It has to be said that we drifted through Rwanda and Burundi quickly as we had our hearts set on reaching Tanzania.

Tanzania held special meaning to Charlotte and me as we had sponsored a young man through University some years ago whom we met whilst backpacking there.

The must-do photo of Phillipo and I

We had been to the main sites in Tanzania and then literally put a pin on the map to decide where next and took public transport to a small town called Ifakara, a town that we know to be Phillopo’s home town. The young man we now know as Phillipo.

Family and friends

We met Philippo by chance in Ifakara town as we were hiring a couple of bikes to have a look around the place and bikes seemed a good option. He offered to show us his town and his home where he lived with his Grandma. Philippo explained that he split his time between looking after his family whilst trying to finish his University degree. He was struggling as money was tight and he thought he would have to forfeit his education to look after his family and tend the small plot of land the family used to survive on. The rest is history as they say.

Philippo has stayed in touch ever since and we promised we would go back one day to meet him and that's exactly what we did.

Phillipo is in his suit. Not many Africans wear a suit in their home town.

Then and now with Phillipo and Grandma. We haven't changed at all ???

Philippo, is now a grown man and has a daughter and is marrying his partner, Angel, he has a job and a micro business selling clothes on a market stall and when business is slow, he takes to his bike and cycles hundreds of Kilometres to outlying villages to sell his clothes.

After all these years, what a great treat to meet him and his family again and I'm sure we will remain friends for a long time.

The family come to inspect the truck.

Grandma looking after a youngster.

The last time we went his Grandmother was sitting peeling onions outside her house and now, 15 years on, we meet her doing the same.

Life is very special sometimes. What an opportunity we had.

We planned to spend more time with Philippo, but our friend, Henrietta contacted us to tell us she had Malaria and needed to get to Kenya as she had to go home for a few weeks and had booked a flight out of Mombasa back to Denmark, her home. She told us she couldn't ride her Motorcycle as she didn't have the strength and so we diverted and headed for Dodoma, the capital of Tanzania to help out.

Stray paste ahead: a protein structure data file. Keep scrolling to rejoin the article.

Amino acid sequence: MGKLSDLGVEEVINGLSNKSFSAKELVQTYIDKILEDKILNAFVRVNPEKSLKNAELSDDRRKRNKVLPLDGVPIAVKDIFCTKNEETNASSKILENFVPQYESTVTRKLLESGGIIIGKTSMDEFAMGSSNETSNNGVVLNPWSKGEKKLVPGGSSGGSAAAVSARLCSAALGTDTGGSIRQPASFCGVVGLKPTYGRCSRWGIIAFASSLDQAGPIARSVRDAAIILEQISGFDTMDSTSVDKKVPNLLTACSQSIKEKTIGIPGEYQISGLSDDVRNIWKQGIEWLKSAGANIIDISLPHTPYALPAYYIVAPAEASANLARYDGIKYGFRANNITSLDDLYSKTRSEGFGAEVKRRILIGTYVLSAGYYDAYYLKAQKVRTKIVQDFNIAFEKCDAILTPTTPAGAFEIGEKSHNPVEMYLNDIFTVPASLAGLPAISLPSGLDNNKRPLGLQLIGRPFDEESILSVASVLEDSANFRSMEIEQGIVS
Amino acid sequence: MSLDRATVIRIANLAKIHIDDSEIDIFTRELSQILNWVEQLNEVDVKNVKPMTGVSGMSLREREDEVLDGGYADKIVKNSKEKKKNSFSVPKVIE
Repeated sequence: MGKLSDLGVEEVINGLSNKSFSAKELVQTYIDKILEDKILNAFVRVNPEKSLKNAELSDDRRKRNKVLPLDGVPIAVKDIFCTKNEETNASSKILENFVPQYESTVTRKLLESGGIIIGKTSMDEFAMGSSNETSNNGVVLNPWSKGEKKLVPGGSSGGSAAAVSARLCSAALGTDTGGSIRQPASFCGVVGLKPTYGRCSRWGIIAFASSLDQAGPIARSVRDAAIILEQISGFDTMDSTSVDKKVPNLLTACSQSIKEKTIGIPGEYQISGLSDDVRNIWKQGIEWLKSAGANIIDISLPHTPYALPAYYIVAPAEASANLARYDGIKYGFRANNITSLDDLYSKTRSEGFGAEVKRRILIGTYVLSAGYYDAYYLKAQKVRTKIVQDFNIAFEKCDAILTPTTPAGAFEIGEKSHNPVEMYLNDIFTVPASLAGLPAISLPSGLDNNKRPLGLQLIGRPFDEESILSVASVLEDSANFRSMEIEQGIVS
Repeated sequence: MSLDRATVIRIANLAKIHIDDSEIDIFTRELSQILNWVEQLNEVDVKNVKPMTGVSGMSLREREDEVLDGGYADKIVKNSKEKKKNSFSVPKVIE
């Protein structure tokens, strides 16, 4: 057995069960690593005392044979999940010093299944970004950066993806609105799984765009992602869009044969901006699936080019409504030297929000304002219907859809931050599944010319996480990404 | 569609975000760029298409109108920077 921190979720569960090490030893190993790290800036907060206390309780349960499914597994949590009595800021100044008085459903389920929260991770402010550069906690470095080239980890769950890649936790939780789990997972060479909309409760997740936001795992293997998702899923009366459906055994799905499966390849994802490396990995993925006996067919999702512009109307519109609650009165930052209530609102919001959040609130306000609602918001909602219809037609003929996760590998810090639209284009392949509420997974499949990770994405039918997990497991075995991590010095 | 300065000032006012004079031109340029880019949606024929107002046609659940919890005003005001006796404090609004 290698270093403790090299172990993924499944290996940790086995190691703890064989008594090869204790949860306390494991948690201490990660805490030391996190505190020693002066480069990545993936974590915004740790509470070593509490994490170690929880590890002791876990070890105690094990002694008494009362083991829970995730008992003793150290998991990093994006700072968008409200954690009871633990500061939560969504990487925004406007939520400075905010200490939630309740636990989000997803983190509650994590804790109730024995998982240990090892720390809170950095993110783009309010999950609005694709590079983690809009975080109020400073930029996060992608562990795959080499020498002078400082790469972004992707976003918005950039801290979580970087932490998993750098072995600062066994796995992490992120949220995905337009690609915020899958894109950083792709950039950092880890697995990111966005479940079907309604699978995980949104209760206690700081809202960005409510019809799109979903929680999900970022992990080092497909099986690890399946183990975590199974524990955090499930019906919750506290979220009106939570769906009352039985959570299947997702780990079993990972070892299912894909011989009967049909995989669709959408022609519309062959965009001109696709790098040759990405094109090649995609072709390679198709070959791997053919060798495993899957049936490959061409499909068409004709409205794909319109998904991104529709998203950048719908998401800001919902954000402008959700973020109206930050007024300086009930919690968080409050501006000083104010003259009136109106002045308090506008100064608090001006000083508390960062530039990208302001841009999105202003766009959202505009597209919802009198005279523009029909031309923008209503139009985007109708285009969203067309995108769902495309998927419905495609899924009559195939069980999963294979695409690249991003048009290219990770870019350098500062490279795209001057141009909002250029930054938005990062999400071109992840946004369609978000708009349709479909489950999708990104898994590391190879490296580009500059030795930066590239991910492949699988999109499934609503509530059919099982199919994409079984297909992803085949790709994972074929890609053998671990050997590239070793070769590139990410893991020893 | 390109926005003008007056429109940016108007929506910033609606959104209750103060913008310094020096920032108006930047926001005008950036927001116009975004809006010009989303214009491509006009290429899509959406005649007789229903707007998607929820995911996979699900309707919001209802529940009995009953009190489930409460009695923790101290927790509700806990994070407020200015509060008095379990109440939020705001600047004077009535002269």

By the time we arrived, Henrietta was out of the hospital but still very weak and so we hatched a plan. Henrietta rode in our cab and I rode her motorcycle towards Mombassa. It worked a treat and after a few days, she was able to ride her bike again.

Henrietta before she, unfortunately, contracted Malaria - Check her out at For the love of wheels.

Charlotte and I then headed east towards Lamu island, a small island off the coast of Kenya and very beautiful apart from to get there we were very close to the Somalian border and security was tight and many roadblocks were set up by the Army and police all wielding guns and many with there faces covered for their protection.

We didn't stay long but the level of security was nothing against what was to come later in our trip.

We also encountered water poverty on a grand scale with people begging for water at the side of the roads. As we only have a limited supply, we weren’t able to help so much but it was shocking truth. Another face of Africa that isn’t often reported on.

Another glimpse at what poverty means.

A few random shots of Rwanda, Burundi, Tanzania and Kenya.

Street vendors selling to us through our widow.

Kenya, near the Somalia border.

Superb craftsmanship

Donkeys are used widely for transport and for pulling carts

Does my bum look big in this?

A busy shop displaying a selection of goods

Pineapples growing ready for harvest.

A group of Maasai. A common site in East Africa.

bottom of page